China International Business Daily published a hit piece on Tesla recently, but repeatedly transliterated the company’s name incorrectly as ‘Stella’. Nikola Tesla, the famous Serbian-American inventor and electrical engineer after whom the car company was named is probably laughing somewhere. The company’s name is not the only thing the article got wrong.
The author Wu Yue (??) gives four reasons why the Tesla business model is not appropriate for China to follow:
1. China does not have an environment for private company innovation.
2. Wealthy individuals in China lack understanding of environmental or high technology issues
3. ‘Stella’s’ advanced battery management system is difficult barrier by domestic companies to overcome
4. China is only appropriate for the development of small, low cost city electric vehicles
Wu goes on to argue that it was ‘Stella’s’ superior battery management technology that allowed Tesla to succeed and that domestic companies are unable to overcome this technical barrier. In the end Wu credits some anonymous China battery expert with the four reasons why the Tesla business model is not appropriate for China.
I believe Wu and his ‘anonymous expert’ are wrong:
1. China has plenty of private companies which have excelled in innovation, even beyond USA standards. Alibaba, BYD, Great Wall and Geely all come to mind.
2. I suspect neither Wu or his anonymous expert are wealthy. Many of the wealthy Chinese I know are concerned with the environment. Indeed many of China’s worst polluters may buy a Tesla just to demonstrate they care about the environment.
3. I personally know of at least three different Chinese companies working specifically on battery management. China manufactures more batteries than any other country in the world.
4. Since electric vehicles cost more than gasoline powered vehicles, it makes great sense to develop a car which targets wealthy consumers. A foreign branded locally manufactured vehicle would likely sell very well in China. The Tesla Model S should also sell quite well in China.
What is more intriguing is why this article was written at all. In China newspaper articles are written most often either because somebody paid to have them written or to reflect a coming change in government policy.
This retrenchment of China’s government policy toward electric vehicles explains the delay in the renewal of electric vehicle subsidies for private consumers. It is also in line with the last minute pull back by DongFeng and Geely in their negotiations to purchase Fisker Automotive and with GM’s announcement that they will delay the introduction of the Chevrolet Volt in China. At Auto Shanghai the universal message from automobile manufacturers was “we are working on electric vehicles but now is not yet the right time”. Wu’s article makes perfect sense when viewed as a justification for the push back in government support for China’s electric vehicle industry.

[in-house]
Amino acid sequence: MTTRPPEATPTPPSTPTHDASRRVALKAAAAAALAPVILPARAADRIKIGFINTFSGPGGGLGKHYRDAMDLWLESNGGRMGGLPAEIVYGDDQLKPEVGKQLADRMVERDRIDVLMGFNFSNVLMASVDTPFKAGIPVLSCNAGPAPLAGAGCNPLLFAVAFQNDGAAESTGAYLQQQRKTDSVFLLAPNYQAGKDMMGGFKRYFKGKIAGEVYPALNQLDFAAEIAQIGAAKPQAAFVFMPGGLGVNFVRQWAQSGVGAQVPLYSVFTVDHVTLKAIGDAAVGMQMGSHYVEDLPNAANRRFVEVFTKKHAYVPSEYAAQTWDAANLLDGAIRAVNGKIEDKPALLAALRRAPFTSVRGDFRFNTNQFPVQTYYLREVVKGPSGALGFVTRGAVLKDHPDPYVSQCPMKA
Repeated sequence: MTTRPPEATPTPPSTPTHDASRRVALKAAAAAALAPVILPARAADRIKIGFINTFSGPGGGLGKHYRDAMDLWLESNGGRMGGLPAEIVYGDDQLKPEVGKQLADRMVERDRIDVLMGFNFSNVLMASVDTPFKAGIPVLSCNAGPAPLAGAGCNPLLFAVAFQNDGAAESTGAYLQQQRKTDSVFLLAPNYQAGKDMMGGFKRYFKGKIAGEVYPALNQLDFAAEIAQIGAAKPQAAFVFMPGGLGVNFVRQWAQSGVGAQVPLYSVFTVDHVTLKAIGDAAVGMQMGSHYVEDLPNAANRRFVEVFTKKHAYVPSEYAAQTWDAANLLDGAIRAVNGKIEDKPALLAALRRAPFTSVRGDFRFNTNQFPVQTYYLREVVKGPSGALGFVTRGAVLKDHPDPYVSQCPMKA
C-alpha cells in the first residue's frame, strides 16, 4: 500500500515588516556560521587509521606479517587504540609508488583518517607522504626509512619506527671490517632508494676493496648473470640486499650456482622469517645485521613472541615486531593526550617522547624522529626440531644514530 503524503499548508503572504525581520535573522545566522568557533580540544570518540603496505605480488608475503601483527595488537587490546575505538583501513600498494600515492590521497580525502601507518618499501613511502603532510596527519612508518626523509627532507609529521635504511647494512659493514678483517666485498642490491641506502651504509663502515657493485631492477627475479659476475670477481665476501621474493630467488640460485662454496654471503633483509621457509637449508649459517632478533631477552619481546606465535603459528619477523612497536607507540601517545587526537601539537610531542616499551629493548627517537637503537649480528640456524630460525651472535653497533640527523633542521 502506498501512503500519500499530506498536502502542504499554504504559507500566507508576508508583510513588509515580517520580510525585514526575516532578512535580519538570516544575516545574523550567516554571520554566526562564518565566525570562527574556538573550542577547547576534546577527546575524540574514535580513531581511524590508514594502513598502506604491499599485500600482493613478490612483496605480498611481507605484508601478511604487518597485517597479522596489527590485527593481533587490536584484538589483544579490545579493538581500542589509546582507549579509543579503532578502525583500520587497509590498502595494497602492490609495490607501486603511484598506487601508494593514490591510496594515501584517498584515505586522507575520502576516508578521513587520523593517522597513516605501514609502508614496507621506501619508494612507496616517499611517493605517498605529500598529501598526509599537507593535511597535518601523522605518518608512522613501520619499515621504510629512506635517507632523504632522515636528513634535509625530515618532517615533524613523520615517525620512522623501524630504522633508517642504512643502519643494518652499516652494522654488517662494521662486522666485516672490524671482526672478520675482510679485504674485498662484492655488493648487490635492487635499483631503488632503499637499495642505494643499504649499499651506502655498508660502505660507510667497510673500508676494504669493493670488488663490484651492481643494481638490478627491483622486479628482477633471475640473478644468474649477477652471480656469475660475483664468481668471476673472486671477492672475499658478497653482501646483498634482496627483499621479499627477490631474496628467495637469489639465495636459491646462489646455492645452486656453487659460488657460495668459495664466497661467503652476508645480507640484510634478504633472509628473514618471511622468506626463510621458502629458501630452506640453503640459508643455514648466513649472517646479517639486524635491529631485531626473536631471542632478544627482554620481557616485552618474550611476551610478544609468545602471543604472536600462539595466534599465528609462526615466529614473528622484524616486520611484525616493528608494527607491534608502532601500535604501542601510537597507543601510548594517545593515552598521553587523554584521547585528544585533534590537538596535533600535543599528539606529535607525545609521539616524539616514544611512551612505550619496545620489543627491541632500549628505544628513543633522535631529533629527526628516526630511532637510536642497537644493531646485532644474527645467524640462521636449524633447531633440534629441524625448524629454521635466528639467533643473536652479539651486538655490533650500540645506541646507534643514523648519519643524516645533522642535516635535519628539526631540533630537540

But is this the right policy?
Why has Tesla’s stock price gone through the roof? Because they succeeded at something when everybody else in the USA car industry was saying the same thing: “we are working on electric vehicles but now is not yet the right time”. It took somebody from outside the automobile industry to make Tesla a success. Wu’s first argument against the Tesla business model was probably based on government restrictions which make it impossible for a startup company to register a new automobile manufacturing company in China. Instead of arguing why Tesla’s business model is not right for China, Tesla’s success should be used to argue for a change to China’s automobile manufacturer licensing policy.
On one hand China wants to own advanced world-class automotive technology and on the other hand China denies a suitable environment for local Chinese entrepreneurs to develop that technology. When will the China government learn that whenever you negotiate a technology transfer you are purchasing outdated technology. No matter how new the technology is, with technology transfers China will always lack the ability to develop and own even newer technology. Only with home grown technology will Chinese companies truly ‘own’ the technology.
Twenty years ago when China was first opening up it was relatively easy to register an automobile manufacturing license. This policy resulted in the registration of literally hundreds of automobile manufacturers all over China. From those rise the brands we see today. Along the way many smaller manufacturers have disappeared or merged with larger companies. Indeed BYD purchased one of those companies to get into the automobile manufacturing business. This is natural and reflects a healthy business environment.
If anything the China government should create a new automotive manufacturing license limited to electric vehicles with registration open to startup entrepreneurs. This policy would promote creativity and foster this burgeoning manufacturing sector. If the major players in China’s automotive industry are so sure that “now is not yet the right time” then they should have no problem with smaller electric-only automobile manufacturers popping up all around China. Without an environment with incentives to succeed, China entrepreneurs will never be able to invent the next ‘Model T’.